groups in Kyrgyzstan will simply be noted as citizens of Kyrgyzstan.
Individuals who want to include their ethnic origins will be permitted
to do so. Previously, many people had given false information on their
ethnic background to avoid discrimination. Under the new regulations,
the number of declared ethnic Kyrgyz and Azeris in the republic is
expected to decrease while the number of ethnic Uzbeks and Turks is
expected to increase. -- Bruce Pannier

Assef Ahmed Ali concluded his visit to Uzbekistan on 14 March during
which he met his Uzbek counterpart, Abdulaziz Komilov, to discuss the
ongoing regional crises in Tajikistan and Afghanistan, ITAR-TASS
reported. The visit follows closely on the heels of a recent tour of the
region by Afghan President Burhanuddin Rabbani, who accused Pakistan of
supporting the rebel Taliban group in his country. On 15 March, Ali met
with Turkmen officials in Ashgabat, where ITAR-TASS noted that in
addition to security matters, the two sides discussed economic trade
routes that would, ironically, go through Afghanistan. -- Roger Kangas

CORRECTION. The parliament chairman of the self-proclaimed Republic of
Nagorno-Karabakh, Karen Baburyan, resigned for health reasons on 12
March, not as reported in OMRI Daily Digest, 14 March 1996.

[As of 1200 CET]

Compiled by Victor Gomez

The OMRI Daily Digest offers the latest news from the former Soviet
Union and Central, Eastern, and Southeastern Europe. It is published
Monday through Friday by the Open Media Research Institute.  The OMRI
Daily Digest is distributed electronically via the OMRI-L list. To
subscribe, send "SUBSCRIBE OMRI-L YourFirstName YourLastName" (without
the quotation marks and inserting your name where shown) to
No subject line or other text should be included.
To receive the OMRI Daily Digest by mail or fax, please direct inquiries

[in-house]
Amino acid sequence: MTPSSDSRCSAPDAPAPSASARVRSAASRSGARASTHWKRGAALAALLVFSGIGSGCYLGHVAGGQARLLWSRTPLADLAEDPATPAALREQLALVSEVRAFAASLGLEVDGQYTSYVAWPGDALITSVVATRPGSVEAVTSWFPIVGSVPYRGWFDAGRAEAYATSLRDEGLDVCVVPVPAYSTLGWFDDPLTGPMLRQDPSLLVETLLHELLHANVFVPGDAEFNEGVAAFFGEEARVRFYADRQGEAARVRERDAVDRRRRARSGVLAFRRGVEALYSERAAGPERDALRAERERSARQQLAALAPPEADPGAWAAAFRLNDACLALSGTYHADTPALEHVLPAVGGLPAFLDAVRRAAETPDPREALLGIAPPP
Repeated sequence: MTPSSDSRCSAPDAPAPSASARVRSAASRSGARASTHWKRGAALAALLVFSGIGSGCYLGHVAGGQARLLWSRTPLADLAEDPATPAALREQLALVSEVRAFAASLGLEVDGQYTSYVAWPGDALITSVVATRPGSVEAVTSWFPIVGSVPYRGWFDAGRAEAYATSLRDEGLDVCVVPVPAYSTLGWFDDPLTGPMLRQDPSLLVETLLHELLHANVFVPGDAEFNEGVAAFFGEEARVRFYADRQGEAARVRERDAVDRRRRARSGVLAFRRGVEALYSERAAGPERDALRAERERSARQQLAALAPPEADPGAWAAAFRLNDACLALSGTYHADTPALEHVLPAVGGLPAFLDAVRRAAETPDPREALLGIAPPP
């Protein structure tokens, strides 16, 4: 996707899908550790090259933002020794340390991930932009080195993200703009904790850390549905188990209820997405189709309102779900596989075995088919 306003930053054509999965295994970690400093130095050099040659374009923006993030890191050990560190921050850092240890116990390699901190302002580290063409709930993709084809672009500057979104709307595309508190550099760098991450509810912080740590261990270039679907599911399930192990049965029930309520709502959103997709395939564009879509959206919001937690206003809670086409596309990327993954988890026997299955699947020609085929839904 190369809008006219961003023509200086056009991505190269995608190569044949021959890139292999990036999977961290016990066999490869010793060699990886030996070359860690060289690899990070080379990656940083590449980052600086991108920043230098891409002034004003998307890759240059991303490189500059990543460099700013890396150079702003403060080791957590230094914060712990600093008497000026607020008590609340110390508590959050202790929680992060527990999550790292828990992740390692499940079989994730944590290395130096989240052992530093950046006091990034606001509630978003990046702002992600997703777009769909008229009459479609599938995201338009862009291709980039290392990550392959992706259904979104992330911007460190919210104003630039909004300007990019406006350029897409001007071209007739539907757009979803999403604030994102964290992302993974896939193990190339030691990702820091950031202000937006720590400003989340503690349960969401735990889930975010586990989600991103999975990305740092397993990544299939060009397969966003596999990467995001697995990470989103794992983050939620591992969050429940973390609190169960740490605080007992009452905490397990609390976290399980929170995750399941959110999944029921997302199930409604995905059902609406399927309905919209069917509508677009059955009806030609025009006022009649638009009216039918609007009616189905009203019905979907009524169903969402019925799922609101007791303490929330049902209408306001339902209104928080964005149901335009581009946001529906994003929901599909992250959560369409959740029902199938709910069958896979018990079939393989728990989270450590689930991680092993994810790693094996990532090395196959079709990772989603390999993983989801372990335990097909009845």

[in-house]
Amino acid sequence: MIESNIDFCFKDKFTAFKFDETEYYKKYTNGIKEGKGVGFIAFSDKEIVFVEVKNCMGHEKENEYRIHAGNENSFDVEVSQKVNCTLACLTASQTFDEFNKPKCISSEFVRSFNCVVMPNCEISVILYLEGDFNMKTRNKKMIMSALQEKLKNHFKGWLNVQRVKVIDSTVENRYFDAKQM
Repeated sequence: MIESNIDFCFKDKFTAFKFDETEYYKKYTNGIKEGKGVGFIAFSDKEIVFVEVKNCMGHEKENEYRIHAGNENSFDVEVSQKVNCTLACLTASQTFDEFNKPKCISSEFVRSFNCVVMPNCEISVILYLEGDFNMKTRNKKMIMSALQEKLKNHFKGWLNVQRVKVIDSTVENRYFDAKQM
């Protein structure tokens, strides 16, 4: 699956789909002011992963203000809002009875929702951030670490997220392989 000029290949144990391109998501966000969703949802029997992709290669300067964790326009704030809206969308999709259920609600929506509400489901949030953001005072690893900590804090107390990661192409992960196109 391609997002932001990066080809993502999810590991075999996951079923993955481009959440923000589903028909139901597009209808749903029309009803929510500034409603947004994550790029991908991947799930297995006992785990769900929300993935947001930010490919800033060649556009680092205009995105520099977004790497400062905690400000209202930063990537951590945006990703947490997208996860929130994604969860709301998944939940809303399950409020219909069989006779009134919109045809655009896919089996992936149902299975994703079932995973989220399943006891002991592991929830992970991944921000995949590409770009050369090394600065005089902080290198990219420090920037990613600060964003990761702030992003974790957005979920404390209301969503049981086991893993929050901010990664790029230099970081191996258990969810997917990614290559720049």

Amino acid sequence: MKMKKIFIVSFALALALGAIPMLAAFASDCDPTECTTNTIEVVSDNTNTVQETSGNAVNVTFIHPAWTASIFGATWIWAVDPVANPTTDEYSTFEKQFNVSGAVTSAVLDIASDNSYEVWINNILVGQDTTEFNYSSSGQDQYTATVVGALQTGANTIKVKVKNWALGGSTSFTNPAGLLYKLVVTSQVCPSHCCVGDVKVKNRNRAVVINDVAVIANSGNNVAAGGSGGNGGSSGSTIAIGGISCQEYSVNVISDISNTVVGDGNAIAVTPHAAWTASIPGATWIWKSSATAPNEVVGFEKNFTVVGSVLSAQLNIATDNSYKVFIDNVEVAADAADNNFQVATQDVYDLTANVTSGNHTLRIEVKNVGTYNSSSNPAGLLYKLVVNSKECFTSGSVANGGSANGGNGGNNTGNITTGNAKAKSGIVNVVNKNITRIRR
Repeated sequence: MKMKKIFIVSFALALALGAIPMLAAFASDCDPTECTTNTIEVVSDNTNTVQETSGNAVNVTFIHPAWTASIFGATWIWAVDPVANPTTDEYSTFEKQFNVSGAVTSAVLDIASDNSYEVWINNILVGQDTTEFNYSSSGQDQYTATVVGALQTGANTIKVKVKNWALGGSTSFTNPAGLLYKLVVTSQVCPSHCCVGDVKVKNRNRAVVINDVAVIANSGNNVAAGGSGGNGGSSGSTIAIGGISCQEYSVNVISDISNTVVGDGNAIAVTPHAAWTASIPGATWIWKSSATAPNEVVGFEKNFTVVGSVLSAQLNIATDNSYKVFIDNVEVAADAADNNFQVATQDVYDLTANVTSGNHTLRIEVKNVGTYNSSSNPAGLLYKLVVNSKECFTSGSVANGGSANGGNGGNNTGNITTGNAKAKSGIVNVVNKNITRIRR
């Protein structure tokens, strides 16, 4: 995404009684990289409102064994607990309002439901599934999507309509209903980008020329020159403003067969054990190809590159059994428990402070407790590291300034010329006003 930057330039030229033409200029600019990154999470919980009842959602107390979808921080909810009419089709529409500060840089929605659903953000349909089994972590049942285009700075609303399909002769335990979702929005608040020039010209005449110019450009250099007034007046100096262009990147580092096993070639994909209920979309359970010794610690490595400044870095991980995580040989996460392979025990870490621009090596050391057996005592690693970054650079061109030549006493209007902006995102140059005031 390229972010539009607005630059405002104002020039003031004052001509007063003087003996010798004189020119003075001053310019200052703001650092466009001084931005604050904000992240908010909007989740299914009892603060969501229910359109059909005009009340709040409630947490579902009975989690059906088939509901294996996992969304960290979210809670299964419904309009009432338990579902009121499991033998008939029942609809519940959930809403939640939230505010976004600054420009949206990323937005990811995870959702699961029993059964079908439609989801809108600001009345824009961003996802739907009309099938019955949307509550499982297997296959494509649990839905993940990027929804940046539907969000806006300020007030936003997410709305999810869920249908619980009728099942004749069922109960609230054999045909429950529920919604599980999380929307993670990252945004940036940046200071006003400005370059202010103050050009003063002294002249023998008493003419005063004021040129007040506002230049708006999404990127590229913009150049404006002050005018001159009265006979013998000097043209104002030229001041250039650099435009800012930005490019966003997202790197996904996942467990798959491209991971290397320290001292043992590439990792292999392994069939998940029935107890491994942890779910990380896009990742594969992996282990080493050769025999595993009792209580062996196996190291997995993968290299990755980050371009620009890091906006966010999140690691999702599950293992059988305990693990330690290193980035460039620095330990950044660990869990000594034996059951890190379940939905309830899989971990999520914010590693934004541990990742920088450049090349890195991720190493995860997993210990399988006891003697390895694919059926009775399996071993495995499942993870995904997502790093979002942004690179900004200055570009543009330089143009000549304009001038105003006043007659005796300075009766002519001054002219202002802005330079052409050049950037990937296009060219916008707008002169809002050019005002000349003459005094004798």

to OMRI Publications, Na Strzi 63, 140 62 Prague 4, Czech Republic; or
electronically to OMRIPUB@OMRI.CZ
Tel.: (42-2) 6114 2114; fax: (42-2) 426 396

Please note that there is a new procedure for obtaining permission to
reprint or redistribute the OMRI Daily Digest. Before reprinting or
redistributing this publication, please write omripub@omri.cz for a copy
of the new policy or look at this URL:

OMRI also publishes the biweekly journal Transition, which contains
expanded analysis of many of the topics in the Daily Digest. For
Transition subscription information send an e-mail to TRANSITION@OMRI.CZ

              Copyright (c) 1996 Open Media Research Institute, Inc.
                       All rights reserved. ISSN 1211-1570

[English] [Russian TRANS | KOI8 | ALT | WIN | MAC | ISO5]

Домашняя страницаж ° Комментарии ° Книга гостей

©1996 "Друзья и Партнеры"
Наташа Булашова,Грег Коул
Updated: 1998-11-

Please write to us with your comments and suggestions.

F&P Quick Search
Основные разделы
Домашняя страница
Bulletin Board
Листсервер Друзья и Партнеры


Новости из России и СНГ
Новости о России и СНГ
Газеты и журналы
Прочие новости

©1996 Friends and Partners
Please write to us with any comments, questions or suggestions -- Natasha Bulashova, Greg Cole